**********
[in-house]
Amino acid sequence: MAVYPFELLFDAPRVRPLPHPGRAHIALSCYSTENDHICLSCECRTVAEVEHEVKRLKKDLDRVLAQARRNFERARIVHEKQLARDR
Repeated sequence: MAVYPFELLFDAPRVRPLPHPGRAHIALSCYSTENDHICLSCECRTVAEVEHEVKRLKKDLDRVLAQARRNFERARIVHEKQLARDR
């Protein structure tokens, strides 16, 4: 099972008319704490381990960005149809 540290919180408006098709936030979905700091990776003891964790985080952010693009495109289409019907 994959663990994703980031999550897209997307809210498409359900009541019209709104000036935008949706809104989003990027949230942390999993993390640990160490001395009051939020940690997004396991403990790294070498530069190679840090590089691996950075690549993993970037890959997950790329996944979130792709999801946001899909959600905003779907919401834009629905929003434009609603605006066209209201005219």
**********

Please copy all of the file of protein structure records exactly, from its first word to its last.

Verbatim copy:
[in-house]
Amino acid sequence: MAVYPFELLFDAPRVRPLPHPGRAHIALSCYSTENDHICLSCECRTVAEVEHEVKRLKKDLDRVLAQARRNFERARIVHEKQLARDR
Repeated sequence: MAVYPFELLFDAPRVRPLPHPGRAHIALSCYSTENDHICLSCECRTVAEVEHEVKRLKKDLDRVLAQARRNFERARIVHEKQLARDR
């Protein structure tokens, strides 16, 4: 099972008319704490381990960005149809 540290919180408006098709936030979905700091990776003891964790985080952010693009495109289409019907 994959663990994703980031999550897209997307809210498409359900009541019209709104000036935008949706809104989003990027949230942390999993993390640990160490001395009051939020940690997004396991403990790294070498530069190679840090590089691996950075690549993993970037890959997950790329996944979130792709999801946001899909959600905003779907919401834009629905929003434009609603605006066209209201005219």